Meta Is Now Calling Out Google Over Apple's App Privacy Rules

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(Bloomberg) -- Meta Platforms Inc.’s revenue is taking a multibillion-dollar hit this year because its social networks can’t gather as much data on iPhone users. The company spent last year attacking Apple Inc. for the change; now it’s publicly calling out Google, too.

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The Facebook owner is alleging Alphabet Inc.’s Google, which also sells personalized ads on iPhones, has an unfair advantage under Apple’s new policies. Apps including Facebook have to ask users if they consent to being tracked, but Google’s search results and browser don’t -- causing some advertisers’ budgets to shift to Google for more effective targeting.

Meta only started critiquing other tech giants by name in recent years. The social media behemoth, now facing antitrust scrutiny around the world, stands to benefit from framing itself as an underdog, threatened by larger forces. Still, Meta told investors it expected to miss out on $10 billion in ad revenue in 2022 because of Apple’s changes, making it clear the company is more severely impacted than others. Facebook had relied on data from other apps and websites to make its ads effective. Without it, advertisers need to spend more money to achieve the same results.

Facebook ads are “still important, just costing a heck of a lot more,” said Doug Zarkin, chief marketing officer of Pearle Vision, which relies on Facebook and Instagram to drive people to its eye-care website and stores. He estimated that campaigns are 15% to 30% more expensive than last year.

Last year, Google said it wouldn’t prompt consumers about data collection because, after Apple’s change, it decided not to use any of the data on iPhones that would require permission.

Google also doesn’t need the kind of data Facebook does from third parties in order to make its ads work. It runs its own mobile operating system, Android, and its own ad exchanges. When users make a search, their intention provides enough data to advertise to them effectively across Google-owned properties, which may incentivize marketers to move their ad budgets to Google as opposed to Facebook.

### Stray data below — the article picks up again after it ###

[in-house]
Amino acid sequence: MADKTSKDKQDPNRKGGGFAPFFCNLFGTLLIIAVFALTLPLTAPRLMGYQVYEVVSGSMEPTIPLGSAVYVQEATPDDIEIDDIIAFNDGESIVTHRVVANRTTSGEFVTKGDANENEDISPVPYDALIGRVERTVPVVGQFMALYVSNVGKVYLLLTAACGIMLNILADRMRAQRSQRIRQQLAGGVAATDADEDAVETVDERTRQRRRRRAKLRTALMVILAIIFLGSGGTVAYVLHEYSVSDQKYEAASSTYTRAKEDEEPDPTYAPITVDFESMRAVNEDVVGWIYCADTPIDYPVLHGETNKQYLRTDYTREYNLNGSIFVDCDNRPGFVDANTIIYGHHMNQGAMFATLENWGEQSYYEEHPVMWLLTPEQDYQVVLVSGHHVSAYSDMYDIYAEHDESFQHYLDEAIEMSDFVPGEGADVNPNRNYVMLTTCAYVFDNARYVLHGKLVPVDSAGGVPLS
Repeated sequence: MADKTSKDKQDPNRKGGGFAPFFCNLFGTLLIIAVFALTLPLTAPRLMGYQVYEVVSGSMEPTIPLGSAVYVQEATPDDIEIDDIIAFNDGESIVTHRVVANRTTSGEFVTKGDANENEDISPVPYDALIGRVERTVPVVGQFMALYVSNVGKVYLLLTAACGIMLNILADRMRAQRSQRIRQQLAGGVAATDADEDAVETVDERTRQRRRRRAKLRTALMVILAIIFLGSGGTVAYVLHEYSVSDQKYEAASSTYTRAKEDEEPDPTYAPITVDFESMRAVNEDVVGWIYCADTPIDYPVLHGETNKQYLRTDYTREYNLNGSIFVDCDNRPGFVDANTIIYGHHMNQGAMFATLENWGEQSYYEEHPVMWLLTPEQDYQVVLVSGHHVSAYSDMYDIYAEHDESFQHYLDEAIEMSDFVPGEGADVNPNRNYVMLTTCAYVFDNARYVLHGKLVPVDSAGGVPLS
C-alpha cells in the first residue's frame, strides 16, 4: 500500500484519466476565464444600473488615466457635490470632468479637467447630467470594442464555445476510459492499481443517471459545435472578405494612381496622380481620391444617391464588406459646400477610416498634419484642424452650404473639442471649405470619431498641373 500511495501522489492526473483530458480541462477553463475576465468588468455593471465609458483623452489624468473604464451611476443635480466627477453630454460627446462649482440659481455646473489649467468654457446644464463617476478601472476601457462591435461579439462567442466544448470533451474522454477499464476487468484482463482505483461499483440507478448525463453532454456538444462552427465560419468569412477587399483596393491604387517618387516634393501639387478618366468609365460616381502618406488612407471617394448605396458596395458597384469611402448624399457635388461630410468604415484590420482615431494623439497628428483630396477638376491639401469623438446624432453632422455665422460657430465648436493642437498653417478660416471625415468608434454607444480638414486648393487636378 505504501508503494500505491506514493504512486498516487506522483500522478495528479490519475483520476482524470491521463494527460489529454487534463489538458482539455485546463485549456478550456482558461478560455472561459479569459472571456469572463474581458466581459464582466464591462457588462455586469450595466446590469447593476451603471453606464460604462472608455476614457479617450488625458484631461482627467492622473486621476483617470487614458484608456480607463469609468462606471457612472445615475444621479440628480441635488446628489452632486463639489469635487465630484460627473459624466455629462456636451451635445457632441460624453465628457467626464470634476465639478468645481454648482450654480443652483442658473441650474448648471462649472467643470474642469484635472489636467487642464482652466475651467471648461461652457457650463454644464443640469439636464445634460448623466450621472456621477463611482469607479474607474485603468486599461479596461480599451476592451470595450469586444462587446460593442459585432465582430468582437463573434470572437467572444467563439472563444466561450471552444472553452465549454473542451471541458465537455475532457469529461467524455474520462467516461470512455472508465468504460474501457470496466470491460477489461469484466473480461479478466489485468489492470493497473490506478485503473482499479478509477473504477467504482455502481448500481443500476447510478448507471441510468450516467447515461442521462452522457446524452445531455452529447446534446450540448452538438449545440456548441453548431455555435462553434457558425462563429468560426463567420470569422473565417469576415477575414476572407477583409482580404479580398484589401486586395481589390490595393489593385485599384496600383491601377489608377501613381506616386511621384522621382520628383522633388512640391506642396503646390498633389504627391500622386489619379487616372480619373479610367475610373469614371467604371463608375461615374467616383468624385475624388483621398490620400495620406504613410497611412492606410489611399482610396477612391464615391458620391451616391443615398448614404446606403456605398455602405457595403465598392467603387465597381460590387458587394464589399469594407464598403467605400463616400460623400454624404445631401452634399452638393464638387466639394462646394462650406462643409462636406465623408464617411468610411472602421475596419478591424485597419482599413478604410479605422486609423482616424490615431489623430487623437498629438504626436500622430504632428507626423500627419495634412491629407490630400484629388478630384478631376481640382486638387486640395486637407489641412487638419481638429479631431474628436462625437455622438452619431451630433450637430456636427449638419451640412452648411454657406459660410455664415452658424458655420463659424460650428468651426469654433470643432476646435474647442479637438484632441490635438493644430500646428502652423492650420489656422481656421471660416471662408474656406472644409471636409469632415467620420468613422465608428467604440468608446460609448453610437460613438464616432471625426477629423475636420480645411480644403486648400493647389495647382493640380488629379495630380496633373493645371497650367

“Google just happens to be in the right place at the right time,” said Rick Watson, chief executive officer of RMW Consulting. “They were the biggest recipient of the ad dollars that were shifted because of effectiveness.”

The lack of tracking data also means it has been difficult for Meta to prove that its ads are leading to sales, which makes them less valuable. Chief Operating Officer Sheryl Sandberg noted last Wednesday that this was an issue for Meta during the holiday quarter, saying Meta receives “less granular conversion data on a delayed basis.”

“This makes real-time decision-making especially difficult,” she said. “That’s particularly important during the holiday period, where people are often spending a lot and really monitoring their ads and adjusting spend not even on a daily basis, but often on an hourly basis.”

Read more about Meta’s disastrous quarterly earnings report

Apple said that it has a long history of helping users prevent unwanted tracking and that it started blocking cross-site tracking in its Safari browser in 2017. Those privacy protections extend to search in Safari, minimizing the amount of data passed to third-party search engines. It also said it offers alternatives, such as Duck Duck Go, for search in Safari.

Apple’s newer changes aren’t just affecting Facebook. People are giving the average app permission to track their behavior just 27% of the time, according to Branch, a company that analyzes mobile app growth and deep linking. Those numbers have stayed consistent for months since Apple first started pushing the the iOS update to users last summer, says Alex Bauer, head of product marketing at Branch.

But Facebook relied on the data more heavily than others, including smaller social media peers, such as Snap Inc. and Pinterest Inc. Both of those companies reported strong sales, downplaying Apple’s impact.